where: Qs is the deposited sediment volume (cm3/cm) Q is the total overwash discharge (cm3/cm) T is the wave period (s) tD is the excess runup duration time (s) N = is the number of wave 4.3 ANALYTICAL MODEL Larson et al. (2005) developed an analytical model to estimate erosion and profile evolution for dunes exposed to wave impact and overwash. The case of erosion and overwash of a schematized barrier islands was also investigated. At present, the analytical model will produce reliable quantitative estimates of dune recession and erosion during storms, provided that the forcing conditions are known and that the geometry of the dune configuration is similar to the one assumed by Larson et al. (2005), that is, a plane-sloping foreshore backed by a vertical dune. In practical applications it is recommended to use a range of values on the transport rate coefficient in the formula to obtain an estimate of the variability in dune response. Concerning the impact of overwash on dunes and barrier islands, only limited validation exists so far for the analytical models developed. The relationship employed to estimate the overwash transport has been indirectly validated through application in numerical modeling of dune and barrier island evolution (Larson et al. 2004b, Donnelly et al. 2005). However, it remains to assess how realistic the schematization of the profile geometries are, although some studies on overwash of barrier islands support the simplified geometry used in the analytical solution. It was considered beyond the scope of the present study to validate the analytical model and to establish reliable coefficient values to be applied for predictions. However, for the sake of completeness the models were briefly reviewed in this report. 4.4 SBEACH NUMERICAL MODEL 4.4.1 Introduction The Storm-induced BEAch profile CHange (SBEACH) model was developed by Larson and Kraus (1989). SBEACH is an empirically based numerical model for simulating two-dimensional cross-shore beach change. A basic assumption of the SBEACH model is that profile change is produced solely by cross-shore processes, resulting in a redistribution of sediment across the profile with no net gain or loss material. Long-shore processes are considered to be uniform and neglected in calculating profile change. This assumption is expected to be valid for short-term storm-induced profile response on open coasts away from tidal inlets and coastal structures. The model assumes that cross-shore sediment transport is mainly produced by breaking waves and water level changing in calculating beach profile change. An overwash algorithm was initially developed and implemented in SBEACH by Kraus and Wise (1993). This algorithm was updated and improved by Larson et al. (2004) to simulate the sediment transport and subaerial profile response by runup overwash, here called the original SBEACH version. Recently, Donnelly et al. (2005) added a new algorithm to simulate overwash by inundation and improve the algorithm for flow and sediment transport on the back barrier, here denoted as the new SBEACH version. In this study, the SBEACH numerical overwash model in both the original and new versions will be applied and tested with different field data sets from the United States. 4.4.2 Theoretical background The SBEACH profile change model utilizes a meso-scale approach to calculate sediment transport across the profile, where the direction and rate of sediment transport are expressed in terms of wave, water level, profile, and sediment characteristics. Initial version of SBEACH investigated the cross-shore transport rate under monochromatic waves. Larson (1994, 1996) modified the monochromatic transport relationship for random waves to develop better simulation results under broken and unbroken wave conditions. The profile was divided into different zones of cross-shore transport based on characteristics of hydrodynamics across the profile (Miller 1976, Svendsen, Madsen and Hansen 1978, Skjelbreia 1987). Sediment transport relationships were developed for each of the zones. Those include I – Pre-breaking zone, II – Breaker transition zone, III – Broken wave zone, IV – Swash zone, V – Dune crest zone, and VI – Landward zone as shown in Figure 4.1. The pre-breaking zone extends from the seaward limit of significant profile change to the break point. In the pre-breaking zone (I) the transport rate is influenced by transport in the zone of wave breaking through the sediment flux at its shoreward boundary. Breaker transition zone (II) corresponds to the breaker transition region and is located between the break point and the plunge point. Broken wave zone (III) is from location of the plunge point to the point of wave reformation, where the waves are fully broken and gradually decay. In this region the energy dissipation of the waves due to breaking become fully developed (Larson and Kraus 1989). If there are several break points occur with intermediate wave reformation, several zones of type II and III will be present along the profile. Swash zone (VI) is from the shoreward boundary of the surf zone to the shoreward limit of runup or beach crest. In this region, cross-shore sand transport is expected to depend mainly on properties of the runup bore, local slope, and sediment characteristics. The sediment transport relationship of these first three zones in detail can be found in Larson et al. (1989, 1996, 2005). In summary, the sediment transport rate in the different zones can be written, Zone I: if xb < x (4.11) Zone II: if xp < x xb (4.12) Zone III: if xs x xp (4.13) Zone IV: (4.14) Zone V: (4.15) Zone VI: if x < xD (4.16) where q is the transport rate, qb is the transport rate at the break point, qp is the transport rate at the plunge point, qsw, qD, qf is the transport rate in swash zone, dune or beach crest zone, and landward zone, respectively, D the energy dissipation per unit water volume and its equilibrium value, are empirical decay coefficients, K, Kc, KB and are empirical transport coefficients, x is a cross-shore coordinate, xb is the location of break point, xp is the location of plunge point, xs is the location of the boundary between the swash zone and surf zone, and xD is the location of dune crest.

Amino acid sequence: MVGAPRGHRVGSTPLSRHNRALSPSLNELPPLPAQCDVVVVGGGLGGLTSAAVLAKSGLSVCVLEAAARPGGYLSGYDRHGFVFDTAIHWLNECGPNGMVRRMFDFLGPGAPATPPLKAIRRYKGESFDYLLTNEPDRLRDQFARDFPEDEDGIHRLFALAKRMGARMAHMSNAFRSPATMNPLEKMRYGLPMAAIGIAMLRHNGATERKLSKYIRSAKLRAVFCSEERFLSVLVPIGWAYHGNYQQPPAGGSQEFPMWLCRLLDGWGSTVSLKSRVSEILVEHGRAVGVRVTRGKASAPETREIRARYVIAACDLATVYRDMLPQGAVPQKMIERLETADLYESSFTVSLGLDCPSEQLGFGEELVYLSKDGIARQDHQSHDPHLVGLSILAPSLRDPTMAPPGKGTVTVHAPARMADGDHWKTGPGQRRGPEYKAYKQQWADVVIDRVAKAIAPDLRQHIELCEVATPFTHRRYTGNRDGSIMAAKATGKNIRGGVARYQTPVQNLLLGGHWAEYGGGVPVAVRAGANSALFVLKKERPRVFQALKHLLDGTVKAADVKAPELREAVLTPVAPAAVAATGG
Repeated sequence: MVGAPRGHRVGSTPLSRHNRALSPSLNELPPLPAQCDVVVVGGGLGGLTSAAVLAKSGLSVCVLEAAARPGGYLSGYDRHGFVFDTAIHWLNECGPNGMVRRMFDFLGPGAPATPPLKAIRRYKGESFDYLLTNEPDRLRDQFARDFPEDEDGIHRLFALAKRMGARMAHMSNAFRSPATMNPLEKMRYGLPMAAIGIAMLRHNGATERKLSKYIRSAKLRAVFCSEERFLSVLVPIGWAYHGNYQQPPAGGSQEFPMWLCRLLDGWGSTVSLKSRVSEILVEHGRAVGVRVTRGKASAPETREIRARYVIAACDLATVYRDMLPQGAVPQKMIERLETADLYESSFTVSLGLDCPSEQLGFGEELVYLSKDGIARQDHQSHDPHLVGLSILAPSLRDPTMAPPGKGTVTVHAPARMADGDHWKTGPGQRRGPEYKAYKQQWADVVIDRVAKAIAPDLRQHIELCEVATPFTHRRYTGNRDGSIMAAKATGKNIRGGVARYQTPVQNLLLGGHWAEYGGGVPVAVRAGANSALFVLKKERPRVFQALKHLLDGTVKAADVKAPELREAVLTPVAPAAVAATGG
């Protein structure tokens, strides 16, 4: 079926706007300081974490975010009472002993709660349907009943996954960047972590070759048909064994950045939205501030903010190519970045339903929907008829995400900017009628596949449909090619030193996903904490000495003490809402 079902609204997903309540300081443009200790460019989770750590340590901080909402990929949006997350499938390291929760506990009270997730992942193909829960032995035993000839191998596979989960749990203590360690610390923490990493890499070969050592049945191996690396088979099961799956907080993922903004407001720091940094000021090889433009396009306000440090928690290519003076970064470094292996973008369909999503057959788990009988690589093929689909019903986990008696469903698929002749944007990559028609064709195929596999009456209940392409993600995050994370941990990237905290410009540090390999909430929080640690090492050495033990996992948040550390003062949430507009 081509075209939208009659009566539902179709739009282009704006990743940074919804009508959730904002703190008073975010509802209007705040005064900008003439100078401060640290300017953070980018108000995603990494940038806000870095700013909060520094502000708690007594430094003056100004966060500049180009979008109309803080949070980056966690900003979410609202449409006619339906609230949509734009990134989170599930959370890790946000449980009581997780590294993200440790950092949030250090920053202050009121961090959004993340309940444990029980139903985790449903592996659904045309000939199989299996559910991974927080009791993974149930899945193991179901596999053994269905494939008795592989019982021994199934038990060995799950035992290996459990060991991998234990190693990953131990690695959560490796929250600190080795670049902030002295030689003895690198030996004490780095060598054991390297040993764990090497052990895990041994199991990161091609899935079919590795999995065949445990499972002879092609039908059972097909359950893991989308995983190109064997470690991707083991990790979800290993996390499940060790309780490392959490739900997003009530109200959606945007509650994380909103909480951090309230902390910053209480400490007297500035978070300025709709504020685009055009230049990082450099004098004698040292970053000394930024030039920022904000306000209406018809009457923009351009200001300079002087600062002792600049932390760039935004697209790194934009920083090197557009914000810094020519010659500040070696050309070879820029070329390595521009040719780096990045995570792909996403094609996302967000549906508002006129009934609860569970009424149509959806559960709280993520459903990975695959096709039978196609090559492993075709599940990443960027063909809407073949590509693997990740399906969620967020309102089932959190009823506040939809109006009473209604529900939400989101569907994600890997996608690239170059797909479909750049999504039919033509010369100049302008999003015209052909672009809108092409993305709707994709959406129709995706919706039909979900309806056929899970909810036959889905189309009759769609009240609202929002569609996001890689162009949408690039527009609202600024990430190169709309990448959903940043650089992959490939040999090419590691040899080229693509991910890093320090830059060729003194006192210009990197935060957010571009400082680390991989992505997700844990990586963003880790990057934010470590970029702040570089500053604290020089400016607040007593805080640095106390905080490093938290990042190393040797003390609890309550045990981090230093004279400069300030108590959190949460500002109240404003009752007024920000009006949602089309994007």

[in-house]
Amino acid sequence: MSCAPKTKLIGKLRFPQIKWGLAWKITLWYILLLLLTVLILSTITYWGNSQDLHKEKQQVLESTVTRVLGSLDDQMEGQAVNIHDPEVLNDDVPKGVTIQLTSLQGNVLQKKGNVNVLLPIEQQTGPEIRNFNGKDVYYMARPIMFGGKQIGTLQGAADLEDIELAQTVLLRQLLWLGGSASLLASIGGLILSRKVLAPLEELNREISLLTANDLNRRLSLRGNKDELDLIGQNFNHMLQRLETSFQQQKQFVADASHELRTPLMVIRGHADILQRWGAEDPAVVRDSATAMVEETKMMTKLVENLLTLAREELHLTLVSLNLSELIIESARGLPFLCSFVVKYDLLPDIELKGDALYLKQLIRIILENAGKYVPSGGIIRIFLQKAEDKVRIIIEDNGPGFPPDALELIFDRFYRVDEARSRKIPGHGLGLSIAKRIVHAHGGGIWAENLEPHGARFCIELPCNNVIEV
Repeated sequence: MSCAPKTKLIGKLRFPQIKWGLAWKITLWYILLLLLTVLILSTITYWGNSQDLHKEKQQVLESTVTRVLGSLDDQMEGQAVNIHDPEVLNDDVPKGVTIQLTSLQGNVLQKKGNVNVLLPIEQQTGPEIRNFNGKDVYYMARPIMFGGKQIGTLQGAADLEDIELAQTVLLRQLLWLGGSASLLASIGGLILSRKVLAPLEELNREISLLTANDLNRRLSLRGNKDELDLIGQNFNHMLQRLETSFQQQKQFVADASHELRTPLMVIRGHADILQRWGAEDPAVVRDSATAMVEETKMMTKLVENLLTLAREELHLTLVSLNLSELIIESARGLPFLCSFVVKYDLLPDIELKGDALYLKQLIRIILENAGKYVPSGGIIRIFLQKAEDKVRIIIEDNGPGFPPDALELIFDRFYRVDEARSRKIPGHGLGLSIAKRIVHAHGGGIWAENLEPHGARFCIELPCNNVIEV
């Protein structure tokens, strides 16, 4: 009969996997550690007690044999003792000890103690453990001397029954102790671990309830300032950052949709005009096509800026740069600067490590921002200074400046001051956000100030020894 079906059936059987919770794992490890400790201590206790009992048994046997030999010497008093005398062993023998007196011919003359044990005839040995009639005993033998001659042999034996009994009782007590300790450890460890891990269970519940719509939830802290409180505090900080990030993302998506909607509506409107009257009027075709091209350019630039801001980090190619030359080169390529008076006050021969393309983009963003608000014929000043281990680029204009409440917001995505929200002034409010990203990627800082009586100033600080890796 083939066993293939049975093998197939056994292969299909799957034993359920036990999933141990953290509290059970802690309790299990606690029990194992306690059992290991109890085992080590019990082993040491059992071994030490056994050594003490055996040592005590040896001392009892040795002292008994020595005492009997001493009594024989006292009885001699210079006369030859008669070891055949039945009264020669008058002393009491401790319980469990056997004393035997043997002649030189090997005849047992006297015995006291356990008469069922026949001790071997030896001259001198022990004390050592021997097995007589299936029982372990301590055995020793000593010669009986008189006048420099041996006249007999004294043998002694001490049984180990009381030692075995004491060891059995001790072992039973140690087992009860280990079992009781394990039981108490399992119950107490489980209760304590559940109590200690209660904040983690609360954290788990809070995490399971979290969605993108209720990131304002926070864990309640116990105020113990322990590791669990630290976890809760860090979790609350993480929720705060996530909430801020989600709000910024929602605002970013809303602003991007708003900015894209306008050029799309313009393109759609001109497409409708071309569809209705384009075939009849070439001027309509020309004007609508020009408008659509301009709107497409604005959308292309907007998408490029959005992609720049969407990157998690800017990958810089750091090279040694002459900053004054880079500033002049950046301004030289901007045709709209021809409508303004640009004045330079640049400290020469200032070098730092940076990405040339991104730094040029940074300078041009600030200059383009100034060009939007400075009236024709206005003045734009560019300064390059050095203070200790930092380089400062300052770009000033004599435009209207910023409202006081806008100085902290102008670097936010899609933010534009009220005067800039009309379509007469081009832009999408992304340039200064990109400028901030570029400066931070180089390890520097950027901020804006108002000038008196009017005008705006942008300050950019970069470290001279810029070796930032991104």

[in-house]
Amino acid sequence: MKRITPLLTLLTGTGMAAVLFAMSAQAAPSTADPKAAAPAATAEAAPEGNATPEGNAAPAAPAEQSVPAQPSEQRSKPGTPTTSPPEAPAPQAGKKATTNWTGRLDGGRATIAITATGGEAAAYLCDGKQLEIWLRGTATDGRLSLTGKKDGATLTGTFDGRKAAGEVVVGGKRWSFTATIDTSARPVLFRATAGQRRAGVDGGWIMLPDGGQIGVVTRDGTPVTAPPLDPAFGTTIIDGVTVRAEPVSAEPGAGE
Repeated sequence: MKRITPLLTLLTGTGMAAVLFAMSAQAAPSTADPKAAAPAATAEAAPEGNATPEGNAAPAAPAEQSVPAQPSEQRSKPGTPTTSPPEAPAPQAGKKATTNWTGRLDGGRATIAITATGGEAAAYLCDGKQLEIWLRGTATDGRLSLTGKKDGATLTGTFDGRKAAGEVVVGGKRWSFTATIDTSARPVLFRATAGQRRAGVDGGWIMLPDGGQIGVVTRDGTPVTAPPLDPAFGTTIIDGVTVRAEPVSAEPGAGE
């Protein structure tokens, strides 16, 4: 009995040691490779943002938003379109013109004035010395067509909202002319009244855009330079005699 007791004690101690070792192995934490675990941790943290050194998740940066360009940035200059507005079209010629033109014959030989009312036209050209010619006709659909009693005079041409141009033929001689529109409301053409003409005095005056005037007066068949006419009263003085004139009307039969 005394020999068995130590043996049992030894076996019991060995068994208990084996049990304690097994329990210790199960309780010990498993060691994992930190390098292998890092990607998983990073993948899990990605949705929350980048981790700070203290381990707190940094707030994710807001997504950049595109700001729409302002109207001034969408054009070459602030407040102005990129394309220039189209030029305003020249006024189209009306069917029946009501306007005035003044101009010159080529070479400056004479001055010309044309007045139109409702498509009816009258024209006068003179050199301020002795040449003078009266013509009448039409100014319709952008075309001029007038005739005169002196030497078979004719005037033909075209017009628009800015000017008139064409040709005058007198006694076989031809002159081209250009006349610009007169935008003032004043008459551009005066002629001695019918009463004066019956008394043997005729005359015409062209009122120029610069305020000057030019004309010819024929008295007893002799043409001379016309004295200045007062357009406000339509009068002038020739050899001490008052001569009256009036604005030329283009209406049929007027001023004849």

Fig. 4.1: Definition sketch for different zones of cross-shore sand transport (modified from Larson and Kraus 1989) 4.4.3 The original overwash algorithm Kraus and Wise (1993) introduced a simple algorithm into SBEACH to calculate the inland transport of sediment due to overwash, but some of the assumptions that they made were mainly intuitively based. Larson et al. (2004) further developed the overwash algorithm in SBEACH expressing runup overwash considering the physical processes. The profile was divided into three regions: the swash zone, the beach/dune crest zone, and the landward of the crest zone. The swash zone is from the shoreward boundary of the surf zone to the beach crest, whereas the crest zone is from the beach crest point to the significant slope change on the shoreward side of the crest. The landward of crest zone is the third region, and is located between the beach crest and the landward limit of overwash penetration. In the swash zone, Larson et al. (2001, 2004) developed a formula calculating the sediment transport qsw, over many cycles,